Pregnant women should see a doctor at least 8 times during each pregnancy, says WHO

About 3,00,000 women die in pregnancy or childbirth each year, the WHO said, and more than six million babies die in the womb

Pic courtesy - healthywomanusa
Pic courtesy – healthywomanusa

Women should see a doctor, nurse or trained midwife at least eight times during each pregnancy, with five of those visits in the last trimester, the World Health Organization said Monday as it issued 49 recommendations to prevent deaths in childbirth.

Previously, the agency had advised women to visit clinics four times per pregnancy. It also acknowledges the important role of local midwives in poor countries where mothers must travel long distances to see doctors or nurses.

But each visit should be with someone with at least two years’ medical training, “not a traditional birth attendant or a community health worker trained for a few weeks,” said Dr Metin Gülmezoglu, WHO’s coordinator of maternal and perinatal health.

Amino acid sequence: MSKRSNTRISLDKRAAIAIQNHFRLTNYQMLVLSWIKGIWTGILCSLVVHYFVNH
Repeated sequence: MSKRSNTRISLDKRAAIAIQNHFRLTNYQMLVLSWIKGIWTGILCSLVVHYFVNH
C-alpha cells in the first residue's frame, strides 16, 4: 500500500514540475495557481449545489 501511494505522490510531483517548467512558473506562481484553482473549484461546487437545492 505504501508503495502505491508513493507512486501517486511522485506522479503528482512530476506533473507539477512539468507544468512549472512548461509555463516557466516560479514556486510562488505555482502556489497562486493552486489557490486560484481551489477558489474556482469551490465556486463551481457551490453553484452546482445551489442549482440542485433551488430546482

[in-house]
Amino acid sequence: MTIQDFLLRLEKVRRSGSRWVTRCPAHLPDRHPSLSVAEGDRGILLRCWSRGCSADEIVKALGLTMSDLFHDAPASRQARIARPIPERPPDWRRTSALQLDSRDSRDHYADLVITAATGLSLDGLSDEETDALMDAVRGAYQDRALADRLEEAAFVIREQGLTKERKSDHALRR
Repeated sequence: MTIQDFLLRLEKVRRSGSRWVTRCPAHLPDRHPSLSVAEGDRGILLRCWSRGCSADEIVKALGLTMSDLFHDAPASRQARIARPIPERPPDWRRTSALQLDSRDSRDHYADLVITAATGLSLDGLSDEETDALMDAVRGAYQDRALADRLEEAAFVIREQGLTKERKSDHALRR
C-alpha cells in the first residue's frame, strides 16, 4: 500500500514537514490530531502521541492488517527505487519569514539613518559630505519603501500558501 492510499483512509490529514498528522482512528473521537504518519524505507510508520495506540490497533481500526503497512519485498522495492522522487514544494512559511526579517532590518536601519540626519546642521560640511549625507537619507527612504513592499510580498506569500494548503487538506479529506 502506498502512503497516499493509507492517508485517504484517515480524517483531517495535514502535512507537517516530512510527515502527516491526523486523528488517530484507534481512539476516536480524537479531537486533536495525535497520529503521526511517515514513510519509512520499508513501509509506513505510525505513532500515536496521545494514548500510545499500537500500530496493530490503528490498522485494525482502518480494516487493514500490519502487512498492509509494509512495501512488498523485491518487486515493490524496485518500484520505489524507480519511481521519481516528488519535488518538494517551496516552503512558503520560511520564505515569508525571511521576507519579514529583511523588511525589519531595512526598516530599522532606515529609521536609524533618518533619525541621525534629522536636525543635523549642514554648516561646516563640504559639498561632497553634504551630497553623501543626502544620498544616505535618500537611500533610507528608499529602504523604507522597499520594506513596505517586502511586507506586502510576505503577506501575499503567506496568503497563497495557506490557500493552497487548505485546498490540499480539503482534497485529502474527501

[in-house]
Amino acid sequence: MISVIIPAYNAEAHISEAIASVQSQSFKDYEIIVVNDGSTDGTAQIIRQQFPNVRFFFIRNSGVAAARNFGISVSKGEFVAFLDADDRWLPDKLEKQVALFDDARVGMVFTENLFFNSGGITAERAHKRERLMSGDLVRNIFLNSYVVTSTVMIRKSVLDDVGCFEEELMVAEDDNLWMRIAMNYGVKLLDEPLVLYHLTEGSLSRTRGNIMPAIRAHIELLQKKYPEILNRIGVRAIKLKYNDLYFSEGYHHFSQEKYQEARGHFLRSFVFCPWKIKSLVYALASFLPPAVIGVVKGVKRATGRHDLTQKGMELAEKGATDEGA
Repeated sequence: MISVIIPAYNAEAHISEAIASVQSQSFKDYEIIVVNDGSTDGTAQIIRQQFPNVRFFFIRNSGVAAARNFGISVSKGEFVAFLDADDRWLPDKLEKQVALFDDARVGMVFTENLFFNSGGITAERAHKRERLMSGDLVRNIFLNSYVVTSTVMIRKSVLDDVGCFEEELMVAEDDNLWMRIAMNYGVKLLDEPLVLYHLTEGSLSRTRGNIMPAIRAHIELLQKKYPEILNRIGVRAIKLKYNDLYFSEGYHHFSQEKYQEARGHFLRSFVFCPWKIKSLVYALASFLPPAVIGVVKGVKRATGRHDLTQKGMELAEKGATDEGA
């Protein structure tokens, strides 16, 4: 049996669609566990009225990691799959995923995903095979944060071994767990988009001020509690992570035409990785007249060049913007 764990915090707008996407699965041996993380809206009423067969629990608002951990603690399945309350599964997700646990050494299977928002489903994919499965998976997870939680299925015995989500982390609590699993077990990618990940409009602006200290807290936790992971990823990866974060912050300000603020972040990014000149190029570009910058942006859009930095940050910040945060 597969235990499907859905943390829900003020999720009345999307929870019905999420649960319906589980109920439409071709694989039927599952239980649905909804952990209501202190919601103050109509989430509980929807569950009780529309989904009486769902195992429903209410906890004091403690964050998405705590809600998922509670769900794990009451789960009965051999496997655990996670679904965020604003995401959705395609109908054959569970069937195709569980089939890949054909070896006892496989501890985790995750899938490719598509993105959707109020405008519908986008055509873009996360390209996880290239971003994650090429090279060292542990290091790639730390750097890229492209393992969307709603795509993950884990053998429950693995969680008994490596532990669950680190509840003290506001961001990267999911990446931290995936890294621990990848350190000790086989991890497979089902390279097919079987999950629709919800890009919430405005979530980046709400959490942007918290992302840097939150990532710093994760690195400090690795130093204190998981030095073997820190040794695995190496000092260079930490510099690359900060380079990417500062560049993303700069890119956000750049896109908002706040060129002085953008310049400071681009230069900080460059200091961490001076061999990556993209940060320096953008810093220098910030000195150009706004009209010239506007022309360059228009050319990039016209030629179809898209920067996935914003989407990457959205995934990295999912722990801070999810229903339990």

About 3,00,000 women die in pregnancy or childbirth each year, the agency said, and more than six million babies die in the womb, during birth or within their first month. Many of those deaths can be prevented through simple interventions.

Another recommendation is that every pregnant woman has one ultrasound scan before the 24-week mark to detect foetal defects and twin or triplet pregnancies and determine accurate gestational ages. Many clinics lack ultrasound machines and even electricity, Dr Gülmezoglu said.

The agency also recommended that all women get:

  • Daily iron and folic acid pills to prevent anaemia, sepsis and premature birth.
  • Tetanus shot to prevent neonatal tetanus.
  • Blood-sugar testing to detect diabetes.
  • Antibiotics when bacteria are detected in the urine.
  • Counselling about what affordable local foods contain vitamins and minerals, about the dangers of alcohol and tobacco, and about the need for exercise.

Other recommendations directed to women at higher risk for problems included calcium to prevent pre-eclampsia; vitamin A to prevent night blindness; deworming drugs; and prophylactic doses of drugs to prevent malaria or HIV.

The WHO also recommended a spate of home remedies, like bran for constipation, compression stockings for leg swelling, antacids for heartburn and exercise or acupuncture for back pain.

Source: The New York Times